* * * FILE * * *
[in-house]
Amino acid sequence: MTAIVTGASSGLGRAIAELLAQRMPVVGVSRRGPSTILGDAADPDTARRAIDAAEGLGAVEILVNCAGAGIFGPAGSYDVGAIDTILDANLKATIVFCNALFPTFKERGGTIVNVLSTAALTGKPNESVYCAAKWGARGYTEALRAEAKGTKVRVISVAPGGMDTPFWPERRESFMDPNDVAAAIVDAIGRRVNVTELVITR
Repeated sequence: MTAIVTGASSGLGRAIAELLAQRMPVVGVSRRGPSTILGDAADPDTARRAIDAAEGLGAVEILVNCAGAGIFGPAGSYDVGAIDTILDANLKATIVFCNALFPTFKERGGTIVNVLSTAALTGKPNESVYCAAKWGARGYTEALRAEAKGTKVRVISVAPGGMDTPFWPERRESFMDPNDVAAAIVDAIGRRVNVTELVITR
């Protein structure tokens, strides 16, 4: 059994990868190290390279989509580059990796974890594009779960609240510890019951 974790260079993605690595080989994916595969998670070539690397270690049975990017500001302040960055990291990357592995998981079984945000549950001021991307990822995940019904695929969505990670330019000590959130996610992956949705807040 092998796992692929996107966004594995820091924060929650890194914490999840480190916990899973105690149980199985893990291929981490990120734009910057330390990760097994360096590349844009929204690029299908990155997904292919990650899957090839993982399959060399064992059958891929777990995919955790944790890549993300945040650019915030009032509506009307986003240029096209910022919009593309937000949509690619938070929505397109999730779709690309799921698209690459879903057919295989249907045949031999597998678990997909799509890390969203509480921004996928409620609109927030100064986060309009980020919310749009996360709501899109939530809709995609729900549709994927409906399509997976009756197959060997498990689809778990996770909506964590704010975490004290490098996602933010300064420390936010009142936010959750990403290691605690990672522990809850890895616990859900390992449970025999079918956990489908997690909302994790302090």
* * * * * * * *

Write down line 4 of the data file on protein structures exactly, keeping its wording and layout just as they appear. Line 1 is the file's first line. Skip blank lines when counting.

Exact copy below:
């Protein structure tokens, strides 16, 4: 059994990868190290390279989509580059990796974890594009779960609240510890019951 974790260079993605690595080989994916595969998670070539690397270690049975990017500001302040960055990291990357592995998981079984945000549950001021991307990822995940019904695929969505990670330019000590959130996610992956949705807040 092998796992692929996107966004594995820091924060929650890194914490999840480190916990899973105690149980199985893990291929981490990120734009910057330390990760097994360096590349844009929204690029299908990155997904292919990650899957090839993982399959060399064992059958891929777990995919955790944790890549993300945040650019915030009032509506009307986003240029096209910022919009593309937000949509690619938070929505397109999730779709690309799921698209690459879903057919295989249907045949031999597998678990997909799509890390969203509480921004996928409620609109927030100064986060309009980020919310749009996360709501899109939530809709995609729900549709994927409906399509997976009756197959060997498990689809778990996770909506964590704010975490004290490098996602933010300064420390936010009142936010959750990403290691605690990672522990809850890895616990859900390992449970025999079918956990489908997690909302994790302090």